Today we celebrate the birthday of Leonardo DiCaprio, the star of over 35 films including the second highest grossing film of all time (Titanic). While DiCaprio finally earned himself an Academy Award this year, over the course of his career, he has been nominated for nearly 200 awards. However, not every one of Leonardo DiCaprio’s roles has been so high profile. So, as the accomplished actor and avid environmentalist turns 42 today, we’re taking a look at five of his most underappreciated roles.
Shutter Island (2010)
When you think of a Scorcese film, Shutter Island is not what comes to mind. It’s a good movie, one that cuts closer to horror than anything Scorcese has ever done (that includes Cape Fear, if only by a razor-thin margin). But its mixed reception probably would’ve skewed a bit more positive if Scorcese wasn’t a master of cinema. This kind of pulpy genre storytelling isn’t what people expect from Scorcese. Shutter Island lacks his trademark crackling energy and goes for gut-twisting tension.
Leonardo DiCaprio plays the film’s lead: U.S. Marshal Teddy Daniels, who arrives with his partner (Mark Ruffalo) on Shutter Island in Boston Harbor. Daniels is there to investigate a disappearance — a patient from the Ashecliffe Hospital for the Criminally Insane has vanished without a trace. As Daniels uncovers an apparent conspiracy, bizarre flashbacks test his sanity. To say any more would be too much because the joy of Shutter Island is in discovering the clues and turns through Teddy’s eyes.
DiCaprio plays Teddy with a thick Boston accent that even Matt Damon would admire. He plays it all behind an unhinged glare and a pinched expression, barely containing a rending pain. This isn’t a big prestige role. The dramatic potential is there, but Daniels doesn’t lend himself to ostentatious monologuing or extreme physicality. So DiCaprio is there to react, and like Scorcese, he’s a master of the reaction shot. [Travis Newton]
This Boy’s Life (1993)
When thinking of a Leonard DiCaprio roles, you probably don’t think of his third ever starring role. Only a teenager when filming This Boy’s Life, the performances from the two highest paying actors in the film (Robert De Niro and Ellen Barkin) pale in comparison to DiCaprio’s portrayal of a character who has trouble navigating a dysfunctional household.
The film follows DiCaprio as Tobias “Toby” Wolff and his mother, Caroline (Ellen Barkin), as they move to Washington. There, Caroline meets Dwight, and the two fall in love and marry. However, not all is well, as Dwight’s manner of fathering his stepson has a rather violent twist. With Caroline unwilling to give up her marriage to protect her son, Toby has to plan a way to escape his abusive family. [Joseph Wilbur]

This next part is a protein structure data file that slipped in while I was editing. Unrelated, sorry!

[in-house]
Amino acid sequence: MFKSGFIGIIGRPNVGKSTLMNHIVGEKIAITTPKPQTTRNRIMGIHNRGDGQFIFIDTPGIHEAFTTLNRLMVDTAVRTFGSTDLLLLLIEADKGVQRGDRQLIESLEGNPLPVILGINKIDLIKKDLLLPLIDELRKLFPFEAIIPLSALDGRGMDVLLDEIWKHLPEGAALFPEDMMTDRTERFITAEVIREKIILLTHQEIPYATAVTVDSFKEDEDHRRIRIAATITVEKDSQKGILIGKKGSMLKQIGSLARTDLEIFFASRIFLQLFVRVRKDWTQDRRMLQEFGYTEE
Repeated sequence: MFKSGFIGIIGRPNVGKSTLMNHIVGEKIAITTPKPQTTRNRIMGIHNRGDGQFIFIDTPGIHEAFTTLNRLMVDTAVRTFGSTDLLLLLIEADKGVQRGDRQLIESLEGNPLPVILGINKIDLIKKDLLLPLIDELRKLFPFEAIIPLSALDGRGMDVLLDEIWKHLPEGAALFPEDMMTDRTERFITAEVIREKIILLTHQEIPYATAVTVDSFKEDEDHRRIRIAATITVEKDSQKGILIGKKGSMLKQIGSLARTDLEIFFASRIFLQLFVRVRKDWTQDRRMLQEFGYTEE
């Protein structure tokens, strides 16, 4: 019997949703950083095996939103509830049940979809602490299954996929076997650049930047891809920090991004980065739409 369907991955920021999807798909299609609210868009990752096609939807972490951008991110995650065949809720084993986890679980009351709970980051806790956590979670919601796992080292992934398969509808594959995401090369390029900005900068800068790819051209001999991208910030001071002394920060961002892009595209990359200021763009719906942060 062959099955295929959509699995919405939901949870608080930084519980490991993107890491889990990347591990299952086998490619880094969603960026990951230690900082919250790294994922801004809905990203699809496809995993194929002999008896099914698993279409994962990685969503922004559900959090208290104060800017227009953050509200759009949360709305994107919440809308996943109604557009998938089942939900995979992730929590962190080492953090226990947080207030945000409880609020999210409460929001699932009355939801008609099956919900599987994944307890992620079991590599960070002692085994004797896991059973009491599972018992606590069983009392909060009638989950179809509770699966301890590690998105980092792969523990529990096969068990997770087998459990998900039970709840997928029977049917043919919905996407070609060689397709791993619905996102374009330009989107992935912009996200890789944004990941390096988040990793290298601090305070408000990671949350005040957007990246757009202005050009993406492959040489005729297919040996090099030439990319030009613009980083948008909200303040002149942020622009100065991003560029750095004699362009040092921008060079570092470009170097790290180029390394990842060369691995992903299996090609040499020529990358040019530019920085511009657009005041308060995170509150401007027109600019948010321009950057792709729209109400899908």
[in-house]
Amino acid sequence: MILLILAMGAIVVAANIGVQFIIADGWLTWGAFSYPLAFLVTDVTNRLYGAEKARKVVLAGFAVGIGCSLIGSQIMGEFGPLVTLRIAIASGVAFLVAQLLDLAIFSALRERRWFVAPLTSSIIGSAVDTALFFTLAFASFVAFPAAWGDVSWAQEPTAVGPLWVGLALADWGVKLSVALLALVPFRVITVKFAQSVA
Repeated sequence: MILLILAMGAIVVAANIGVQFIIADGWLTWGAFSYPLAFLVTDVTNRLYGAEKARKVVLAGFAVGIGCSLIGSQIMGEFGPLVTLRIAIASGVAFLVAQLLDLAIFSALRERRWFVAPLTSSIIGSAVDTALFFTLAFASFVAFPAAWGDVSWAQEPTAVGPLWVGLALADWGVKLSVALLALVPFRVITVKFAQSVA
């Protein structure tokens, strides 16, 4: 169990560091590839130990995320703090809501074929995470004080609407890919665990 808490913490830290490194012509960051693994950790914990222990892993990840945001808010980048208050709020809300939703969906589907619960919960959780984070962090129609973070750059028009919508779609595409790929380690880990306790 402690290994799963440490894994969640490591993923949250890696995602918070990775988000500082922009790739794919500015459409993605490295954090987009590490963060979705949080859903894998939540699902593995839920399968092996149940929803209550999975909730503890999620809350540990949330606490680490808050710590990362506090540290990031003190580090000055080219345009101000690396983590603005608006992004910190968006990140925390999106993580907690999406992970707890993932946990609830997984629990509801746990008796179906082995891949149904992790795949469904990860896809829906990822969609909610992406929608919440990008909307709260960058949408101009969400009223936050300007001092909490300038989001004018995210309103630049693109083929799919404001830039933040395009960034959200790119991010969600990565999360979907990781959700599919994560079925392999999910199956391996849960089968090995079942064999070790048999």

Django Unchained (2012)
Leonardo DiCaprio usually plays someone you can root for. Whether it’s Gilbert Grape, the undercover cop in The Departed, or Jack in Titanic, Leo’s usually the good guy. In 2012, he shattered that image by playing one of film’s most despicable villains. In his role in Django Unchained as Calvin Candie, a plantation owner and Mandingo fight operator, DiCaprio is menacing and vile. He owns several slaves and treats them worse than most people treat animals.
DiCaprio really committed to his Django role. During a scene where he is explaining the pseudo-science of phrenology, he slams his hand into the table and cuts it on a glass. He actually cut his hand open and required stitches but continued the scene in-character. Tarantino used that cut in the film, and DiCaprio’s intensity despite his wounded hand is incredible.
The actor holds his own alongside two-time Academy Award winner Christoph Waltz and Academy Award winner Jamie Foxx. Every scene DiCaprio’s in, he steals, even when paired with other incredible actors. When Candie finally gets what’s coming to him, it’s deeply satisfying because DiCaprio played him with such skill. He’s a villain we love to hate, and this was the role DiCaprio should have won an Oscar for, not The Revenant. [Danielle Ryan]
Marvin’s Room (1997)
This family drama was seriously overshadowed by the release of Titanic the year after, which catapulted Leonardo DiCaprio into superstardom. Only 22 years old at the time of release, DiCaprio’s role in Marvin’s Room was competing with high-profile co-stars Meryl Streep, Diane Keaton, and, again, Robert De Niro. Leonardo’s role was easily the highlight of the film which is saying quite a lot, considering who his fellow actors were. This movie definitely ranks a respectable notch on DiCaprio’s belt of films.
Leo plays Hank, the troubled son of Lee (Meryl Streep), who was committed to a mental institution for setting fire to his mother’s home. The film follows the story of two daughters, Lee and Bessie, and their estranged family. After suffering a stroke 20 years earlier, Bessie looks after their bed-ridden father while Lee ignores him. However, when doctors diagnose Bessie with leukemia, she has to turn to her sister for a bone marrow transplant. [Joseph Wilbur]
Critters 3 (1991)
Before he was battling bears or declaring himself the “King of the World”, Leo made his feature film debut in this second sequel to the surprise moneymaker Critters. Aimed squarely at a younger audience, Critters 3 is easily the worst entry in the series. But how is Leo? He’s doing the typical kid actor thing, but the script attempts to give him a little depth by throwing in a contentious relationship with his stepfather. It’s welcome in a movie that’s somewhat devoid of interesting character beats.
Although, the real appeal is seeing a baby-faced Leo pretend to be scared of ridiculous puppets. I love the Critters films, and this was a regular rental in my childhood days. However, even I can admit that this one is not great. But man, it sure is fun to watch a future Oscar winner be a silly kid actor in a movie about intergalactic hedgehog monsters. Everyone needs that in their life. [Drew Dietsch]